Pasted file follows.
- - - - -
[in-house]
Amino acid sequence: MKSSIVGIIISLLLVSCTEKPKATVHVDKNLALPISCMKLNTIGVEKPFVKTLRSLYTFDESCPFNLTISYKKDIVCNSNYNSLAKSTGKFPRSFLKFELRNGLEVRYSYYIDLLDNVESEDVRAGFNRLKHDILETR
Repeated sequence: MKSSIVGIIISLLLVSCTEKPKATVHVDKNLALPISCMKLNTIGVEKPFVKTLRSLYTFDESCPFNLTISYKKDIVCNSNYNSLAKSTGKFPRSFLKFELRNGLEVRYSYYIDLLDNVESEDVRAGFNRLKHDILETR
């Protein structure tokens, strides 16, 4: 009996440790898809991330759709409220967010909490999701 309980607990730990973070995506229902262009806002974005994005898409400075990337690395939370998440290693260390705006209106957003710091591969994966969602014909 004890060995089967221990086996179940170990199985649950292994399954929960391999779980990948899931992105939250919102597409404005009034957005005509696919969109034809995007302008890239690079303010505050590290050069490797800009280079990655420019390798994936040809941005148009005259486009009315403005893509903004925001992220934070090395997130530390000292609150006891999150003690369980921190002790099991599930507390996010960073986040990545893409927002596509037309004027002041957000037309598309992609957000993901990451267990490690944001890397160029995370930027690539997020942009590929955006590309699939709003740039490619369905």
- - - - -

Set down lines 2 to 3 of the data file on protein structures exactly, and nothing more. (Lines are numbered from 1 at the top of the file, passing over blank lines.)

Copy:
Amino acid sequence: MKSSIVGIIISLLLVSCTEKPKATVHVDKNLALPISCMKLNTIGVEKPFVKTLRSLYTFDESCPFNLTISYKKDIVCNSNYNSLAKSTGKFPRSFLKFELRNGLEVRYSYYIDLLDNVESEDVRAGFNRLKHDILETR
Repeated sequence: MKSSIVGIIISLLLVSCTEKPKATVHVDKNLALPISCMKLNTIGVEKPFVKTLRSLYTFDESCPFNLTISYKKDIVCNSNYNSLAKSTGKFPRSFLKFELRNGLEVRYSYYIDLLDNVESEDVRAGFNRLKHDILETR